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Off Track Betting Dictionary

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Every horse shares a "birthday" of January first. A horse becomes one year old on the first of January after he or she is born, and turns two, one year later - regardless of the actual date of his or her birth.

Allowance Race

A race other than claiming for which the racing secretary drafts certain conditions to determine weights.



Blanket Finish

Or photo-finish in which two or more horses are very close at the finish line (one can "throw a blanket over them"). Very common in American Quarter Horse racing.


When a horse gallops, instead of trotting or pacing, it's on a break. The driver must get the horse out of the way of the others, must not improve his position, and must attempt to get the horse back on its proper gait. A horse is not automatically disqualified by making a break.


A racetrack with either a half-mile or 5/8ths mile oval.



Claiming Race

Race in which horses are entered subject to claim for a specified price.


A male horse, age three or under.



Daily Double

A type of wager calling for the selection of winners of two consecutive races, usually the first and second.

Dead Heat

A tie. Two or more horses finishing equal in a race.


A stakes event for three-year-olds.


The amount that a winning or placed horse returns for every $1 that was bet.

Double Quinella

A wager type that requires the selection of the first two finishers, regardless of order, in each of the two specified contests. This wager type is also known as quinella double.




A horse entered in a race is called an entry. On rare occasions, two or more horses are said to be coupled and run as an entry, comprising a single wagering unit. A wager on one horse of an entry is a wager on both.


A wager that picks the first two finishers in a race in the exact order of finish. Also referred to as Perfecta.

Exacta Box

A wager in which all possible combinations using a given number of horses are covered.


Any wager other than win, place or show.


The amount of money one actually stands to lose on a game or race.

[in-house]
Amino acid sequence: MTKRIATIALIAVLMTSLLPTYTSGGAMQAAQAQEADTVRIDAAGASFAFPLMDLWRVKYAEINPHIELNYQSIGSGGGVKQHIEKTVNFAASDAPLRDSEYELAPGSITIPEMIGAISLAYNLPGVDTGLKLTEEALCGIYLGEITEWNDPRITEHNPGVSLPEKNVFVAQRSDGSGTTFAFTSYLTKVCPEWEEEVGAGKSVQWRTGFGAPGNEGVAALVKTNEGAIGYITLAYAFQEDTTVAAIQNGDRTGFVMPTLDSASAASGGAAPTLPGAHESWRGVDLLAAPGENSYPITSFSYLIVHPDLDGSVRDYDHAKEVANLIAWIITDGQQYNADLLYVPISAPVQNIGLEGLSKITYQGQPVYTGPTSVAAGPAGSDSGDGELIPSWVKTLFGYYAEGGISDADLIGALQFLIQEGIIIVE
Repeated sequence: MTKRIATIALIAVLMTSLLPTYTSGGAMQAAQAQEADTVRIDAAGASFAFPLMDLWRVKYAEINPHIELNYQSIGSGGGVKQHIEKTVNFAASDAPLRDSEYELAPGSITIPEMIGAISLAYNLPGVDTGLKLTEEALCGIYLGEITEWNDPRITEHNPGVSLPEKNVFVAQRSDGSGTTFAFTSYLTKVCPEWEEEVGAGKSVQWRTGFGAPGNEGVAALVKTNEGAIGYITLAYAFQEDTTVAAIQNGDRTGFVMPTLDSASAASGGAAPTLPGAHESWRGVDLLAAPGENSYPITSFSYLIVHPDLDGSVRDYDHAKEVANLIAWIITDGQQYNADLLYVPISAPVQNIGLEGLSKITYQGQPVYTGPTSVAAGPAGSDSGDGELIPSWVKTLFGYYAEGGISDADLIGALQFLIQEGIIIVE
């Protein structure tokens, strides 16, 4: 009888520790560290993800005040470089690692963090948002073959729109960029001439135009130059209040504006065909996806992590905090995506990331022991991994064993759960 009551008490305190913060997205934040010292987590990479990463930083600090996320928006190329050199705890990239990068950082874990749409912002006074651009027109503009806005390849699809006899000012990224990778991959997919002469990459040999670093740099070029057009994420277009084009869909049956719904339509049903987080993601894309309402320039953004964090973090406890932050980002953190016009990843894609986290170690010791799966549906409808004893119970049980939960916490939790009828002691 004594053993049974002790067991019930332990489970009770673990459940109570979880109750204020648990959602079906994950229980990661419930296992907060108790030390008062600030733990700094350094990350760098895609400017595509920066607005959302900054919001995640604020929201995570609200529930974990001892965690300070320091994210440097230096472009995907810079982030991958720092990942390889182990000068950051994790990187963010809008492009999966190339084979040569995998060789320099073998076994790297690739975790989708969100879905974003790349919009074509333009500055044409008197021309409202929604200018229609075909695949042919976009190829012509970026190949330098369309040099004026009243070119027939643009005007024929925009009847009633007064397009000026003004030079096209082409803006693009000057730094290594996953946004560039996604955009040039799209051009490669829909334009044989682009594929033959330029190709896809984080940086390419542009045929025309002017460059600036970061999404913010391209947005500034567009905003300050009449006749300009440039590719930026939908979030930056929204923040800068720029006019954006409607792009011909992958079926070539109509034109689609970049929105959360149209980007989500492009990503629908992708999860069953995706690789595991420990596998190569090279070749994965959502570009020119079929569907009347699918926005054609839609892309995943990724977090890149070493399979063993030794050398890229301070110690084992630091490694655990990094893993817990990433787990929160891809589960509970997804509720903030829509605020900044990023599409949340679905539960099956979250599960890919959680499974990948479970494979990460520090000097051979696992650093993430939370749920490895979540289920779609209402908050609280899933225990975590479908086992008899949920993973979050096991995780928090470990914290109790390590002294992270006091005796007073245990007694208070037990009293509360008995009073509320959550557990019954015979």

Forced to run at top speed.

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Parimutuel betting (French for mutual betting) is a betting system in which all bets of a particular type are placed together in a pool; taxes and a house take are removed, and payoff odds are calculated by sharing the pool among all placed bets.

The parimutuel system was invented by Parisian perfume maker Pierre Oller in 1865 when asked by a bookmaker friend to devise a fair system for bettors which guarantees a fixed profit for the bookmaker.

The large amount of calculation involved in this system led to the invention of a specialized mechanical calculating machine known as a totalisator, "automatic totalisator" or "tote board".

The first was installed at Ellerslie Racecouse in Auckland, New Zealand on 1913. Since then totalisators came into widespread use at race courses throughout the world. The first totalisator in the US as installed at Arlington Park, near Chicago, Illinois in 1933.

The parimutuel system is used in gambling on horse racing, greyhound racing, jai alai, and all sporting events of relatively short duration in which participants finish in a ranked order.

A modified parimutuel system is also used in some lottery games such as Lotto South.

Parimutuel gambling is frequently state-regulated, and offered in many places where gambling is otherwise illegal. Parimutuel gambling is often also offered at OTB facilities, where players may bet on the events without actually being present to observe them in person.

Parimutuel betting differs from fixed odds betting in that the final payout is not determined until the pool is closed - in fixed odds betting, the payout is agreed at the time the bet is sold.